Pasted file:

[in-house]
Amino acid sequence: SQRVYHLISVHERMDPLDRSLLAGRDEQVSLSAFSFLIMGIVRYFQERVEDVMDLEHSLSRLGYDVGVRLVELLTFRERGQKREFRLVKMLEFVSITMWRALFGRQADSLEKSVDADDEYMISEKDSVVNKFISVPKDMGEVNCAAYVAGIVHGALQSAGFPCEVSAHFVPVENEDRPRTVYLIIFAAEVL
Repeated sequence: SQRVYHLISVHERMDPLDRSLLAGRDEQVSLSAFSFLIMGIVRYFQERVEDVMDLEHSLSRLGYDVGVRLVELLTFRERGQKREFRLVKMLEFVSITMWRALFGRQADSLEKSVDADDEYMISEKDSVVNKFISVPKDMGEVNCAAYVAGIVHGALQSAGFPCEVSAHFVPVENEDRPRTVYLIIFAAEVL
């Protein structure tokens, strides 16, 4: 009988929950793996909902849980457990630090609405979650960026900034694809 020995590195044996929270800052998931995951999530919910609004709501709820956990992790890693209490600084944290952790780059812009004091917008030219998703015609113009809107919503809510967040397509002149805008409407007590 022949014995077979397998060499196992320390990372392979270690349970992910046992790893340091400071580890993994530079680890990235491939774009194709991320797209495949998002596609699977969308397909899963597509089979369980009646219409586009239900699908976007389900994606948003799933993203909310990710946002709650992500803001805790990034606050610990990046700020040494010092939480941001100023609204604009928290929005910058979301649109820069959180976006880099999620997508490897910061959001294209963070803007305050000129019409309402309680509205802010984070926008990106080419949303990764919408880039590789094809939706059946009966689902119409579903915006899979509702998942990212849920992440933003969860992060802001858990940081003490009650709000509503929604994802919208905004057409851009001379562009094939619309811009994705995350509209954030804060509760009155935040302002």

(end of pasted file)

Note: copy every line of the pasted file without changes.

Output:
[in-house]
Amino acid sequence: SQRVYHLISVHERMDPLDRSLLAGRDEQVSLSAFSFLIMGIVRYFQERVEDVMDLEHSLSRLGYDVGVRLVELLTFRERGQKREFRLVKMLEFVSITMWRALFGRQADSLEKSVDADDEYMISEKDSVVNKFISVPKDMGEVNCAAYVAGIVHGALQSAGFPCEVSAHFVPVENEDRPRTVYLIIFAAEVL
Repeated sequence: SQRVYHLISVHERMDPLDRSLLAGRDEQVSLSAFSFLIMGIVRYFQERVEDVMDLEHSLSRLGYDVGVRLVELLTFRERGQKREFRLVKMLEFVSITMWRALFGRQADSLEKSVDADDEYMISEKDSVVNKFISVPKDMGEVNCAAYVAGIVHGALQSAGFPCEVSAHFVPVENEDRPRTVYLIIFAAEVL
């Protein structure tokens, strides 16, 4: 009988929950793996909902849980457990630090609405979650960026900034694809 020995590195044996929270800052998931995951999530919910609004709501709820956990992790890693209490600084944290952790780059812009004091917008030219998703015609113009809107919503809510967040397509002149805008409407007590 022949014995077979397998060499196992320390990372392979270690349970992910046992790893340091400071580890993994530079680890990235491939774009194709991320797209495949998002596609699977969308397909899963597509089979369980009646219409586009239900699908976007389900994606948003799933993203909310990710946002709650992500803001805790990034606050610990990046700020040494010092939480941001100023609204604009928290929005910058979301649109820069959180976006880099999620997508490897910061959001294209963070803007305050000129019409309402309680509205802010984070926008990106080419949303990764919408880039590789094809939706059946009966689902119409579903915006899979509702998942990212849920992440933003969860992060802001858990940081003490009650709000509503929604994802919208905004057409851009001379562009094939619309811009994705995350509209954030804060509760009155935040302002």